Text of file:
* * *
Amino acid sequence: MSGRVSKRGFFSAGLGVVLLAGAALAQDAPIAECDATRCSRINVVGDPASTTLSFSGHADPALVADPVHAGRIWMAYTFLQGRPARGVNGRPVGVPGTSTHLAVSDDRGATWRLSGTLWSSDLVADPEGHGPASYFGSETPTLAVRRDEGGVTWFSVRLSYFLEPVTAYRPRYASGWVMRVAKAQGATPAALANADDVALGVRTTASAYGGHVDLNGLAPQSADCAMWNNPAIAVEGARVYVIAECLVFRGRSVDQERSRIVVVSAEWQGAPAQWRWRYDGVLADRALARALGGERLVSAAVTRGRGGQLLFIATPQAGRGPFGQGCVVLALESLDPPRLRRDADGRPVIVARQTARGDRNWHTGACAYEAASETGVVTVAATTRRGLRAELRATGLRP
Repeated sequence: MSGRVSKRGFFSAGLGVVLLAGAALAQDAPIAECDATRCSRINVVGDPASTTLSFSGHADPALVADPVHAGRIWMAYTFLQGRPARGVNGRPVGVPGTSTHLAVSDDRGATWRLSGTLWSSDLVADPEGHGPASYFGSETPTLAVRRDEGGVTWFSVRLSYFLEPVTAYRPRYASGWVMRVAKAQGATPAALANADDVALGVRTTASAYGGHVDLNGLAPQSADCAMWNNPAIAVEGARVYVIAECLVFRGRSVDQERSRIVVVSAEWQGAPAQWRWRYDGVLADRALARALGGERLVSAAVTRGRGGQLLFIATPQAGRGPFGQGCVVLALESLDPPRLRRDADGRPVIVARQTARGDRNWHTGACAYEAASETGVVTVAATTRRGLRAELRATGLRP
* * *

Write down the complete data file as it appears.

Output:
Amino acid sequence: MSGRVSKRGFFSAGLGVVLLAGAALAQDAPIAECDATRCSRINVVGDPASTTLSFSGHADPALVADPVHAGRIWMAYTFLQGRPARGVNGRPVGVPGTSTHLAVSDDRGATWRLSGTLWSSDLVADPEGHGPASYFGSETPTLAVRRDEGGVTWFSVRLSYFLEPVTAYRPRYASGWVMRVAKAQGATPAALANADDVALGVRTTASAYGGHVDLNGLAPQSADCAMWNNPAIAVEGARVYVIAECLVFRGRSVDQERSRIVVVSAEWQGAPAQWRWRYDGVLADRALARALGGERLVSAAVTRGRGGQLLFIATPQAGRGPFGQGCVVLALESLDPPRLRRDADGRPVIVARQTARGDRNWHTGACAYEAASETGVVTVAATTRRGLRAELRATGLRP
Repeated sequence: MSGRVSKRGFFSAGLGVVLLAGAALAQDAPIAECDATRCSRINVVGDPASTTLSFSGHADPALVADPVHAGRIWMAYTFLQGRPARGVNGRPVGVPGTSTHLAVSDDRGATWRLSGTLWSSDLVADPEGHGPASYFGSETPTLAVRRDEGGVTWFSVRLSYFLEPVTAYRPRYASGWVMRVAKAQGATPAALANADDVALGVRTTASAYGGHVDLNGLAPQSADCAMWNNPAIAVEGARVYVIAECLVFRGRSVDQERSRIVVVSAEWQGAPAQWRWRYDGVLADRALARALGGERLVSAAVTRGRGGQLLFIATPQAGRGPFGQGCVVLALESLDPPRLRRDADGRPVIVARQTARGDRNWHTGACAYEAASETGVVTVAATTRRGLRAELRATGLRP